probably be beyond the grasp of barbarian minds.) And last week, the New
York Times reported that a group of American Roman Catholic bishops were
'blanketing' their flock with the news that if they voted for Kerry they
would be committing a sin; and that they would have to confess and repent
their vote before they would be permitted to receive holy communion
Again - let the reader pause and take that in.
The likeliest response, I imagine, will be
incredulity. But incredulity can be as reactionary as comedy. So pause
for a moment and really take that in.
And understand the danger in which the Republic - a
nation founded on the seminal principle of the separation of Church and
State - stands today.
These bishops, let it be remembered, had nothing to
say a year ago when it was revealed that, for many years, large numbers
of American Roman Catholic bishops and priests had been exuberantly
buggering little boys. (To the contrary, their response had been to cover
up those crimes - not just 'sins', but crimes - quickly and quietly
transferring the criminals to other dioceses, where they were free to
start again from scratch, preying on the children of a new flock.)
Nor has it occurred to these bishops that it might
be a sin to vote for the man who unleashed unwarranted death and
destruction upon Iraq: an overwhelming military attack, with a bogus
rationale, resulting in the killing and maiming of tens of thousands of
innocent men, women and children. To the contrary: these Men of the Cloth
are avidly engaged in organisational work intended to deliver the
Catholic vote to the man who launched that gratuitous, and ongoing, death
and destruction. (Meanwhile, Catholics who vote for Mr Kerry can go
straight from the polling booth to the confessional booth and repent
It's hard to imagine the shame and suffering of real
Catholics faced with such a debasement of their titular spiritual guides.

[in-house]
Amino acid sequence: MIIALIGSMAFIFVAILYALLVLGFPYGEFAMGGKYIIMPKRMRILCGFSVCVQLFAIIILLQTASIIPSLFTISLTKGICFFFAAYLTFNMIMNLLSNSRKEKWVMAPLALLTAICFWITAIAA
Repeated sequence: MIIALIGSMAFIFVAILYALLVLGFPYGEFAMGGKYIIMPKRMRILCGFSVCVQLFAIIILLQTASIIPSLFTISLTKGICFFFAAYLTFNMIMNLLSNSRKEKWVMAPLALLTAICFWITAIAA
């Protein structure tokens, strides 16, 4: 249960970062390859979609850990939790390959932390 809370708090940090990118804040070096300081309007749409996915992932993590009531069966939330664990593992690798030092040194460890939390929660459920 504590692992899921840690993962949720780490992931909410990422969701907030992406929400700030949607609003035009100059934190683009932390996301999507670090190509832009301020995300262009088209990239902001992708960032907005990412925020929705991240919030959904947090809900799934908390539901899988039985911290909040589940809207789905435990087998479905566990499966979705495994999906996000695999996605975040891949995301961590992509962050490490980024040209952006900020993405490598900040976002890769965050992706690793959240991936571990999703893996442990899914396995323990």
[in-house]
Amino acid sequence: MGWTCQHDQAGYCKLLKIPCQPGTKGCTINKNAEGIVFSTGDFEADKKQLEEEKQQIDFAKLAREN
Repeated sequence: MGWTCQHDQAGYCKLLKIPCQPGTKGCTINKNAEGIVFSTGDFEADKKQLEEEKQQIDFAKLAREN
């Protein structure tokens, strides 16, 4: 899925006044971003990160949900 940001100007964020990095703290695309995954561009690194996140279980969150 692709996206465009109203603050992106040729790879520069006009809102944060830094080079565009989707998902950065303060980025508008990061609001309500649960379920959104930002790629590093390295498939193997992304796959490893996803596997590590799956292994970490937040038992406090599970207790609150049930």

Dan Chaon again: 'I find myself particularly
repelled by Bush's professed 'Christianity', even as his Administration
repudiates every value that Christ represents.'
But that is G W Bush's real country, a country of
churches and guns: a place awash with Larkin's doctors and priests, and
quite devoid of newspapers, the 'Net - or, presumably, any scientist not
actively engaged in designing either bigger and better oil-drilling
platforms or the next generation of nuclear bombs.
For there are, in fact, today two Americas; and for
more than a year now - because that is how long this dangerously
exacerbating presidential campaign has been going on - one of them has,
like a black hole, been feeding itself by drawing all the forces of
darkness unto itself: the unreconstructed, and no longer so covert,
'southern' racism; the mindless American bellicosity (surf the US TV
channels some idle evening and count: you'll find that at least half of
them are airing programmes or films featuring guns); the isolationism,
hubris and ignorance of the world; the lobotomised and intolerant
religiosity; and the age-old American paranoia - the ineluctable product
of metaphysical guilt - that produced 'Salem' and, in our time,
These are the Bush legions in the coming election:
the National Rifle Association; the evangelical and fundamental Christian
Churches (among which must be numbered, these days, American Roman
Catholicism); the impoverished and semi-literate descendants of the
Daughters of the American Revolution, from whose consciousness - as they
drive around swigging beer with shotguns clipped to the rear windshields
of their pick-ups, in a thousand two-mule southern towns - the hope of
spotting some innocent deer or beautiful buck to kill is never very far;
and, of course, big business - very big business - those 'leaders of
American industry and commerce' who know that the current president's
first order of business is to license their looting of the US
environment, Treasury and citizenry, and who have no other interests.
These are Bush's People, and they are in fact the
mirror image of militant Islam: a fervid competing presence in the same
And so Samuel Huntington was wrong: the real 'clash
of civilisations' in our time is not between cultures in discrete parts
of the world but, first and foremost, between civilisations within the
United States itself.
Because, after four years of Bush, it's necessary to
keep reminding ourselves that there's another America - one that is
cosmopolitan, informed, sceptical and secular, and prepared to put its
faith in curiosity (science, the 'Internets'), freedom of association and
expression, tolerance of the Other, civic responsibility, and the rule of
That America exists still, and is the hope of the
world. In this election, its expression is Kerry. And if today, according
to the polls, with a mere 16 days to go, the outcome of this very real
'clash of civilisations' is still too close to call, it behoves us all to
pay the closest attention.
For the last elections of comparable significance
for the world took place on November 6, 1932, in Germany.
Copyrightę 2004 Jamaica Observer.